Sunday, July 6, 2014

Hoping for Hope

Dear John,
There's nothing new here. The windows are still open, I have a lap-full of scared dog when the occasional fireworks go off, I'm still depressed and anxious. There's been an all-day NCIS marathon today. We're supposed to have storms tonight, and it looks and feels like it.
The worst thing about depression seems to be the hopelessness. It wouldn't be nearly as bad to feel like this if I could hold on to the hope that one day I'd feel better. My head tells me that I will - the drugs all take a couple of weeks to reach a therapeutic blood level. But that's a little, tiny voice squeaking in the vast darkness inside me. And I know that there's a chance that this drug won't work; I may have to try another, and another, and another before I find one that does.
I've continued to read through all my letters to you. I'm finding some hope in them because it's plain that I was feeling better then than I am now. It's so easy to think that all that is wrong with me is grief, but those early letters show me that it's much more than that. Sadness and depression are two very different things.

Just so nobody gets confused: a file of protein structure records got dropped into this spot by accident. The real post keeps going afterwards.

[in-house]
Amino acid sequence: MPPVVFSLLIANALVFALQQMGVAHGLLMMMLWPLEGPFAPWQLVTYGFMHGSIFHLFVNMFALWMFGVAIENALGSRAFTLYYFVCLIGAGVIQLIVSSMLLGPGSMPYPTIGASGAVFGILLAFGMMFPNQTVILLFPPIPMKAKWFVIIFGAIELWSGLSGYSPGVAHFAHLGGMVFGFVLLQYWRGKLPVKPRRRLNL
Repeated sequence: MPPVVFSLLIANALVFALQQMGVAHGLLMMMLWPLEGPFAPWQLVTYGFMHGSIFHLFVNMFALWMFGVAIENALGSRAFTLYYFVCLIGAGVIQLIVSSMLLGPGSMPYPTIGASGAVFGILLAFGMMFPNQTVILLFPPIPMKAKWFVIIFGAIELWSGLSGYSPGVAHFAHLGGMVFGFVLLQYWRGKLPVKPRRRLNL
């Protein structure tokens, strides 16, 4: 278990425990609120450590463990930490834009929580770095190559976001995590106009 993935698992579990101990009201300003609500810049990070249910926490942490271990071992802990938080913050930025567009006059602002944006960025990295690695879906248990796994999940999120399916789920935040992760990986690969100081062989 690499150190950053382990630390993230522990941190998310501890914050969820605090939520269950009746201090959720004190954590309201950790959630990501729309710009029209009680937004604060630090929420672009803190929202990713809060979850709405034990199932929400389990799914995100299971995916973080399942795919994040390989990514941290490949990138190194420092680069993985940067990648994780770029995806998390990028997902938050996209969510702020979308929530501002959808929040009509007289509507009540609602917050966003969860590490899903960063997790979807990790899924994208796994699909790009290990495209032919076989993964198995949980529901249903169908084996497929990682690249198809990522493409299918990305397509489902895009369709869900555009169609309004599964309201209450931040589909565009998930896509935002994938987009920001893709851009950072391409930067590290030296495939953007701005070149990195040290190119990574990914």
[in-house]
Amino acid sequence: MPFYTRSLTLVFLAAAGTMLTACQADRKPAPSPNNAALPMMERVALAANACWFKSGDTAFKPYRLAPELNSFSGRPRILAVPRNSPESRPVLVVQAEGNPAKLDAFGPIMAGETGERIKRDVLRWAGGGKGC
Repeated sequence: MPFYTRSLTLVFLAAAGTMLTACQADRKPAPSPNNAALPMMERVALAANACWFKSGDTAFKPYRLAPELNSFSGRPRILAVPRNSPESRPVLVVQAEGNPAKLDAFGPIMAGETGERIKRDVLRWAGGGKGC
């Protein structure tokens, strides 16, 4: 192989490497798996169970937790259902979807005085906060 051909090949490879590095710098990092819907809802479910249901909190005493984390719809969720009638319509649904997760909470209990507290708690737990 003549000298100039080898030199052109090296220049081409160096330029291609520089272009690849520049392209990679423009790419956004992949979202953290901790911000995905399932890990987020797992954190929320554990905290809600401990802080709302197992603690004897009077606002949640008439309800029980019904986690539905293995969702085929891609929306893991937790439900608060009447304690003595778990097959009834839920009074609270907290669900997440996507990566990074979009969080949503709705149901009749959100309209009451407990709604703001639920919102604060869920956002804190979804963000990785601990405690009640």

And the more I read those letters, the clearer it is to me that this depression coincides with my insurance-forced Cymbalta withdrawal. It isn't my circumstances, isn't exogenous. If insurance had cut off my Cymbalta while you were alive I'd still have had to go through severe depression. It's harder without you - everything is. But I'm not depressed because of your death, so please don't think that. My body is adjusting to the withdrawal of an extremely addictive prescription drug. I told you at the beginning that fewer than half the people who try to come off of Cymbalta actually come off permanently. Those that do, go through a lot of suffering in the process. The maddening thing is that all of this was known and covered up before the drug was approved. A pox upon them.
So please keep praying for me - that this drug helps, that I can be stubborn enough. And anything else you can think of. All prayers are welcome! And, if you can manage it, a visit would be lovely. Or maybe just come and get me?
Ready to join you,


  1. No! You can't have her yet, John. I'm sorry, but I still desperately need her!